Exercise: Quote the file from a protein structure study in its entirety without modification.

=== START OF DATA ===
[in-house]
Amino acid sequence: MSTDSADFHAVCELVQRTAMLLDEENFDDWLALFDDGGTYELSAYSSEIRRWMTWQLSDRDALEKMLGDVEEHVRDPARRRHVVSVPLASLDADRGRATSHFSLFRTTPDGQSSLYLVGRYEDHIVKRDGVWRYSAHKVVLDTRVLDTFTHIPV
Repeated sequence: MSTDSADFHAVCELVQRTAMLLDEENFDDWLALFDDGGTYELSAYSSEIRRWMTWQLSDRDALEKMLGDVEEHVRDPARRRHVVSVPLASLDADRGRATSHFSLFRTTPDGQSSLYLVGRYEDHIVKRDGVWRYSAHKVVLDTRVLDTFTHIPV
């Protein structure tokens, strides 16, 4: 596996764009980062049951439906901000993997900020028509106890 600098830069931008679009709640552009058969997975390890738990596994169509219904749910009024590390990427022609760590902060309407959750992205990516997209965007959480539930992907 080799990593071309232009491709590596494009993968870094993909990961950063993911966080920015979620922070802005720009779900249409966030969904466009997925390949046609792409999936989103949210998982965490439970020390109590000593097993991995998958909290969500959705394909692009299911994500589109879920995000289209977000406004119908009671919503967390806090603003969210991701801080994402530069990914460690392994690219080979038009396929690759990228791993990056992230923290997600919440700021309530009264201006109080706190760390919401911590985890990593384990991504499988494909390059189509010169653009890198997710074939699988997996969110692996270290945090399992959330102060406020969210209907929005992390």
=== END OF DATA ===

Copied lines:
[in-house]
Amino acid sequence: MSTDSADFHAVCELVQRTAMLLDEENFDDWLALFDDGGTYELSAYSSEIRRWMTWQLSDRDALEKMLGDVEEHVRDPARRRHVVSVPLASLDADRGRATSHFSLFRTTPDGQSSLYLVGRYEDHIVKRDGVWRYSAHKVVLDTRVLDTFTHIPV
Repeated sequence: MSTDSADFHAVCELVQRTAMLLDEENFDDWLALFDDGGTYELSAYSSEIRRWMTWQLSDRDALEKMLGDVEEHVRDPARRRHVVSVPLASLDADRGRATSHFSLFRTTPDGQSSLYLVGRYEDHIVKRDGVWRYSAHKVVLDTRVLDTFTHIPV
């Protein structure tokens, strides 16, 4: 596996764009980062049951439906901000993997900020028509106890 600098830069931008679009709640552009058969997975390890738990596994169509219904749910009024590390990427022609760590902060309407959750992205990516997209965007959480539930992907 080799990593071309232009491709590596494009993968870094993909990961950063993911966080920015979620922070802005720009779900249409966030969904466009997925390949046609792409999936989103949210998982965490439970020390109590000593097993991995998958909290969500959705394909692009299911994500589109879920995000289209977000406004119908009671919503967390806090603003969210991701801080994402530069990914460690392994690219080979038009396929690759990228791993990056992230923290997600919440700021309530009264201006109080706190760390919401911590985890990593384990991504499988494909390059189509010169653009890198997710074939699988997996969110692996270290945090399992959330102060406020969210209907929005992390």